in Intimacy and mobility in an era of hardening borders
Open Access (free)
Deaths at sea and unidentified bodies in Lesbos
Iosif Kovras and Simon Robins

were born in Greece but the family had decided to return to Syria some years before. Their deaths could have been avoided had a new Greek citizenship law – relaxing criteria for the acquisition of Greek citizenship to children of immigrants born in Greece – been implemented (Christopoulos 2012).2 The two girls could have legally entered the country as Greek citizens, instead of risking their lives to cross the militarised border illegally. These three deaths reflect the biopolitical power of the two key instruments of contemporary sovereign states, namely control

in Migrating borders and moving times
Open Access (free)
Borders, ticking clocks and timelessness among temporary labour migrants in Israel
Robin A. Harper and Hani Zubida

raised families in Israel. Although they live on the periphery of Israeli society, children of some migrants – the Israeli Interior Ministry estimates there are about 1,200 children of migrant workers in Israel and an additional 2,000 of refugees/asylum-seekers – self-identify as Israelis and are being socialised as Israelis through the school system (Zubida et al. 2013). Many are stateless, as there are few means to adjust their status and to claim Israeli citizenship or to claim the citizenship of their parents’ countries of origin. Some 600 are awaiting adjudication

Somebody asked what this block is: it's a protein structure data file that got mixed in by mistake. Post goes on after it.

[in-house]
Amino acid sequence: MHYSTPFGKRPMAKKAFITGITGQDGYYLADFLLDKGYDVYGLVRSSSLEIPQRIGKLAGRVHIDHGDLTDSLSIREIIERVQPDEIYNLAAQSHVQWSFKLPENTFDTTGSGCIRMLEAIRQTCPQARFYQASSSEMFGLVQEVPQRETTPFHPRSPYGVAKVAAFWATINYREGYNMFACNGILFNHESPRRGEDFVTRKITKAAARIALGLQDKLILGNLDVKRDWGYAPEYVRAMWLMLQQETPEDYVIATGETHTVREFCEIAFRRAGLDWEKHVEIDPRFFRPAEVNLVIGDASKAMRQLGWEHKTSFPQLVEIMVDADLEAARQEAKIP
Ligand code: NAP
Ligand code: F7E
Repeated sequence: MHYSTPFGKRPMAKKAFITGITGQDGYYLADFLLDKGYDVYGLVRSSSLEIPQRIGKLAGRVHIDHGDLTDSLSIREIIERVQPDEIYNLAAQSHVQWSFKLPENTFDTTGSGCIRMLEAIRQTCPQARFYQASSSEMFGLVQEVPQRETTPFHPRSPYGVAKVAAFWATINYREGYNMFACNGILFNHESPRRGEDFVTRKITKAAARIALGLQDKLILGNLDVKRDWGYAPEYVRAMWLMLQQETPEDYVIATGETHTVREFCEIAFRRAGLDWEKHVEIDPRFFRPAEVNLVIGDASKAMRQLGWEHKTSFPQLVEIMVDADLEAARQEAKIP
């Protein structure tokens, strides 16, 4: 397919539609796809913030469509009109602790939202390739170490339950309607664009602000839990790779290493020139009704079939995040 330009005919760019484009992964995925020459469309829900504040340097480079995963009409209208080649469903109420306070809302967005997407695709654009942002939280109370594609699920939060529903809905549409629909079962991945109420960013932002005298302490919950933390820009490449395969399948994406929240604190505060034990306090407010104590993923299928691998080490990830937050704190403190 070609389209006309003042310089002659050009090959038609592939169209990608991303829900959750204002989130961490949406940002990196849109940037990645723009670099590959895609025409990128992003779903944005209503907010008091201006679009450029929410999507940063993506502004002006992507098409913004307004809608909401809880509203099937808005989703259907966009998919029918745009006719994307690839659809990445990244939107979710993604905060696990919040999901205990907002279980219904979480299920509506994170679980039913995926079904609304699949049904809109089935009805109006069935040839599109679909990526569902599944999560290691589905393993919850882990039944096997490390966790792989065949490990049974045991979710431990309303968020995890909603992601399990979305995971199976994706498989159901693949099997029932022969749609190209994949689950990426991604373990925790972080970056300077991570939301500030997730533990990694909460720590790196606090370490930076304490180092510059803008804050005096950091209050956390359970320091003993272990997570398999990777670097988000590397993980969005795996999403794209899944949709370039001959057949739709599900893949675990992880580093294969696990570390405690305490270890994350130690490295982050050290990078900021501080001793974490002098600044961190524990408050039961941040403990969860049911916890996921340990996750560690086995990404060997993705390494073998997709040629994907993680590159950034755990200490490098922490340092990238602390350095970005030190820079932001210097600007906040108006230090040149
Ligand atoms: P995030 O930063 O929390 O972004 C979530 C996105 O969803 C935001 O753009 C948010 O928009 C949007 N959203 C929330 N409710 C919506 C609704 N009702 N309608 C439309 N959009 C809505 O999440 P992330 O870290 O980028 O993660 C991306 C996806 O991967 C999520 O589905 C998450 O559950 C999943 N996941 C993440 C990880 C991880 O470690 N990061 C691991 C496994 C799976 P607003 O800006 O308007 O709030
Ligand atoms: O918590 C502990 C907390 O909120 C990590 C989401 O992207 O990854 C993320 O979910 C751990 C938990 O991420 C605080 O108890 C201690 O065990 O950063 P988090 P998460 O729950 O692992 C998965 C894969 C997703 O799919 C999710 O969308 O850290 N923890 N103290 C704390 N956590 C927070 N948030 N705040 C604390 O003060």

in Migrating borders and moving times
Looking at marriage migration regimes in Austria and Germany through the perspective of women from rural Kosovo
Carolin Leutloff-Grandits

Introduction For most non-EU citizens, marriage migration establishes one of the few possibilities to move to countries within the European Union. Unlike other migration options, in which the citizenship of the migrant and/or the needs of the local labour market are taken as the main measurement for the right to enter the EU and to achieve residency rights within the destination country, the right to family migration is – among other things – bound to the individual membership of the sponsor in society – in legal as well as

in Intimacy and mobility in an era of hardening borders